Roy Eiguren, the volunteer attorney for the lawmakers and justices, said at the time, “It’s the public’s right to know.” Idahoans for Tax Reform chairman Laird Maxwell refused to say where he got the money and said the ads were a matter of “free speech.”
“Ten years ago, it was personal - it was real personal,” Field said. She said the school reform fight is different. “This isn’t a political battle for me - this is about educating our kids.”
Field credited lobbyist and political activist John Foster for coming up with the idea to create Education Voters of Idaho as a 501c4 nonprofit organization, and keep its contributions anonymous. In campaign finance reports filed by Parents for Education Reform, the only source of funding cited is a $200,350 donation from Education Voters of Idaho, all but $32 of which was spent on the group’s pro-reform statewide TV ad campaign. Foster maintains that Education Voters of Idaho doesn’t have to file a campaign disclosure report; the Idaho Secretary of State’s office disagrees.
Tim Hurst, chief deputy secretary of state, said, “We think he does (have to report). We’ve got the attorneys looking at it, to see if he does or he doesn’t.”
Foster said, “We are still discussing with the Secretary of State the confusing, conflicting information and guidance we received, and we’re looking forward to resolving that confusion.”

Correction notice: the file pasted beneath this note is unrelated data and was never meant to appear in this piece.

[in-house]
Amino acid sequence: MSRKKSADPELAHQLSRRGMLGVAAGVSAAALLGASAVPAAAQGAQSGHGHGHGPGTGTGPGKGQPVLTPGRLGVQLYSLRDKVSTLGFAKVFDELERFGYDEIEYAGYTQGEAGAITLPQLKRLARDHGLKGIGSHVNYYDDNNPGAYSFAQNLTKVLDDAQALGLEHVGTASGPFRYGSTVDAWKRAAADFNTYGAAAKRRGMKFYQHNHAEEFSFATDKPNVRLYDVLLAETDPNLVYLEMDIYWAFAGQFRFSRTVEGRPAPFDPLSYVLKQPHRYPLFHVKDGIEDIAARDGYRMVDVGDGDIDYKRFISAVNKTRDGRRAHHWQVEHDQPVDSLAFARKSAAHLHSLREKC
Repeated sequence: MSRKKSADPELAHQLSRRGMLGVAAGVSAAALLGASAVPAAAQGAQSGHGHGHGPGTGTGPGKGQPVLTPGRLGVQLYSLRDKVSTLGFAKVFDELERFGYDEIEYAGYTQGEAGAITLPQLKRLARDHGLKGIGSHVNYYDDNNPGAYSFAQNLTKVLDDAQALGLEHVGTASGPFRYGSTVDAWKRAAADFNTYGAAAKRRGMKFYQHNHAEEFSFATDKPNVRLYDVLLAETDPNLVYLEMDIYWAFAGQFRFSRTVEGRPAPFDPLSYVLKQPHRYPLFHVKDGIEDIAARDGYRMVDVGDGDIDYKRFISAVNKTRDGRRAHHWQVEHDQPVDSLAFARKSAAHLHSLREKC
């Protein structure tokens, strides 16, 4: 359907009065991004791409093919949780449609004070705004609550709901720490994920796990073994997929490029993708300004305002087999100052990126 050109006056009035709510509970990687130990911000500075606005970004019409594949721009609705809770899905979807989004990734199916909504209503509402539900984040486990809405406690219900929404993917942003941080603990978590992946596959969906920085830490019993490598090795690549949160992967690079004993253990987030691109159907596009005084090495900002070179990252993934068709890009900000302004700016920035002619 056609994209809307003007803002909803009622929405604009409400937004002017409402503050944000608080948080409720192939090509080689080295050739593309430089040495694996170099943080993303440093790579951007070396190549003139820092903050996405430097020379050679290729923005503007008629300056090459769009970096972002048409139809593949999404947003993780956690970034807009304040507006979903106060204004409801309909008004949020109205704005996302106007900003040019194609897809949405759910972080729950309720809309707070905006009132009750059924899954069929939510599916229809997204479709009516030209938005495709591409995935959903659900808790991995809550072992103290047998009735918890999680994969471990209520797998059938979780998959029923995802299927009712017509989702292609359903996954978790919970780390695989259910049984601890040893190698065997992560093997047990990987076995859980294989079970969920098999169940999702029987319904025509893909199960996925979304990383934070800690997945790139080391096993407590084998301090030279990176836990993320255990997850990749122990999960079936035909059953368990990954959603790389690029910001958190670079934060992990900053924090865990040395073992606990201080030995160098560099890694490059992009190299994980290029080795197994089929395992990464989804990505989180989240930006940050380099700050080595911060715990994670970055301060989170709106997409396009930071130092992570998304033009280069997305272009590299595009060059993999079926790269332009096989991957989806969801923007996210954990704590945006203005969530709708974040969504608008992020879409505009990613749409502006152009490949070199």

“Yes for Idaho Education,” the official campaign in favor of the school reform measures, filed its campaign finance report Wednesday, showing it’s raised $164,858 and spent $112,679 on its campaign. The biggest contributions were $50,000 from Melaleuca and $15,000 from Hagadone Hospitality; other big givers included the Idaho Prosperity Fund and the Idaho Republican Party.
Meanwhile, the “No on Props 1,2,3” campaign, the group opposing the measures, filed its report, showing it has raised $1.4 million and spent $1.3 million, with the largest chunk, $1.06 million, coming from the National Education Association, and the rest coming either from in-kind donations from the Idaho Education Association or from hundreds of small donations from individuals across the state, all of which are listed in the 49-page report.
Asked if the anonymous fundraising has drawn on out-of-state groups or in-state individuals, Field said, “It’s been a little of both - quite frankly, people who are about education outside, and the biggest majority of it has come from inside the state.”
Foster declined to say how much the anonymous effort has raised.
Field said, “I’ve worked in campaigns for over 30 years, my own and others, and have always participated in full disclosure of the laws. I believe that is a wise purpose. … I think people need to know who supports you, I really do.” But in this case, she said, “We’re doing what is legal under the law now. … I have been told as the chairman of this very small board that we have filed the correct paperwork, that everything has been OK.”
A brave girl jumps from the rocks on the west side of Tubbs Hill as her two friends watch. (Don Sausser/Facebook photo)